Send the link below via email or IMCopy
Present to your audienceStart remote presentation
- Invited audience members will follow you as you navigate and present
- People invited to a presentation do not need a Prezi account
- This link expires 10 minutes after you close the presentation
- A maximum of 30 users can follow your presentation
- Learn more about this feature in our knowledge base article
Transcript of IB Psychology
study of mental processes and behaviour, and how these are affected by internal processes and the environment.
hypothetical construct which is carefully defined and can be tested and measured.
Variables are defined
Tools are developed to measure
Observations/Data is collected
Evaluation and Conclusion
Explanation for a psychological phenomenon.
Statement used to summarize, organize and explain observations
Helps make predictions
uncertain!! open to debate
Self-Efficacy=one's own belief in whether one will succeed in something.
Measured using a "self-efficacy" scale (ie. survey)
Are people who score high on self-efficacy scale more likely to engage in regular exercise to improve health?
Hypothesis= High score->higher engagement
One's self efficacy will determine how hard one will try to do a certain thing.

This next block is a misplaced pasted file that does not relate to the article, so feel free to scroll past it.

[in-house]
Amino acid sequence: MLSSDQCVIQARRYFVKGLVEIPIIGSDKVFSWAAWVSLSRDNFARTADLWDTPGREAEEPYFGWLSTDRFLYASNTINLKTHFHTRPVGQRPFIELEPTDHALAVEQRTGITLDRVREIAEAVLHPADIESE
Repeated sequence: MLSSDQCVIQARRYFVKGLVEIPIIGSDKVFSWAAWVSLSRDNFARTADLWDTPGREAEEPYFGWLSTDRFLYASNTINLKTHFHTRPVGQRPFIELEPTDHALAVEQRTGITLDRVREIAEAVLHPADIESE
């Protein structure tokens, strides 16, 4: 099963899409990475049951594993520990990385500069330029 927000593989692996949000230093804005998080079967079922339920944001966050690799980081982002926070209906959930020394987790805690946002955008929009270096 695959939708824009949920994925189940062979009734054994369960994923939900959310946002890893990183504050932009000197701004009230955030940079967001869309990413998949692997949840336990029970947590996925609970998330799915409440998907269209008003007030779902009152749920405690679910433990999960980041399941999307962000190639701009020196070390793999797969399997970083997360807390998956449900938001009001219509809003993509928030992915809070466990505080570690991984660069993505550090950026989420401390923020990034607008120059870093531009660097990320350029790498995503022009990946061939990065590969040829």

High scores=more effort
Lower scores= less effort
Biological level of analysis
Nervous system activity, physiology, genes and evolution determine human behaviour.
Sociocultural level of analysis
Social and cultural norms determine human behaviour
Cognitive level of analysis
Humans are information processors. Mental processes and representations determine behaviour.
Mental processes= perception, thinking, problem solving, memory, language, attention.
Mental representations= images, words, schemas
Cognitive psychology can be defined as the study of people's ability to acquire, organize, remember and use knowledge to guide their behaviour.
Cognitive psychologists develop models or theories about mental processes that mediate behaviour and they test them in controlled situations where people would be expected to behave in one way if the model is correct and in a different way if it is incorrect.